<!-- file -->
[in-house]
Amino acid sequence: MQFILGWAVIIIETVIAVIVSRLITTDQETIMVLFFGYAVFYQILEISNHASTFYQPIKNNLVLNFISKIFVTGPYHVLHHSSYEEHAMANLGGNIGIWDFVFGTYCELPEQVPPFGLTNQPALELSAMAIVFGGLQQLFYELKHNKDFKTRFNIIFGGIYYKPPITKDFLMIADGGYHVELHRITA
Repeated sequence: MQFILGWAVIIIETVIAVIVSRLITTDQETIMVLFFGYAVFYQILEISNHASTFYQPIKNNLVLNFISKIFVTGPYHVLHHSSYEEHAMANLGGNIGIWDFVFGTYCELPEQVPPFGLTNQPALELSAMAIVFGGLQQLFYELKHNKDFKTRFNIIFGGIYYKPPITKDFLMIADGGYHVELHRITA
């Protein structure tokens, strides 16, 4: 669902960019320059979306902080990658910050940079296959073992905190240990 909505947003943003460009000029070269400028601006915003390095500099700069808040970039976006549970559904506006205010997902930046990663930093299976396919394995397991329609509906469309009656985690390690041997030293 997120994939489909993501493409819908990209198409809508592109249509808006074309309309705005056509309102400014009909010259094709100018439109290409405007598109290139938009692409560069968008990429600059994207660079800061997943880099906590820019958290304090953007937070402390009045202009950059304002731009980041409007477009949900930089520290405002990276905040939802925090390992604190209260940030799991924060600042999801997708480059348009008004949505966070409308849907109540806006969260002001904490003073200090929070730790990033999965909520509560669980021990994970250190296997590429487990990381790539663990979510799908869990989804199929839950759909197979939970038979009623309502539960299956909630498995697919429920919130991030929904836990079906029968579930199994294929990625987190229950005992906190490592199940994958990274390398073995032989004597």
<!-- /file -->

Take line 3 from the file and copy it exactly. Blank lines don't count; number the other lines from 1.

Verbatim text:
Repeated sequence: MQFILGWAVIIIETVIAVIVSRLITTDQETIMVLFFGYAVFYQILEISNHASTFYQPIKNNLVLNFISKIFVTGPYHVLHHSSYEEHAMANLGGNIGIWDFVFGTYCELPEQVPPFGLTNQPALELSAMAIVFGGLQQLFYELKHNKDFKTRFNIIFGGIYYKPPITKDFLMIADGGYHVELHRITA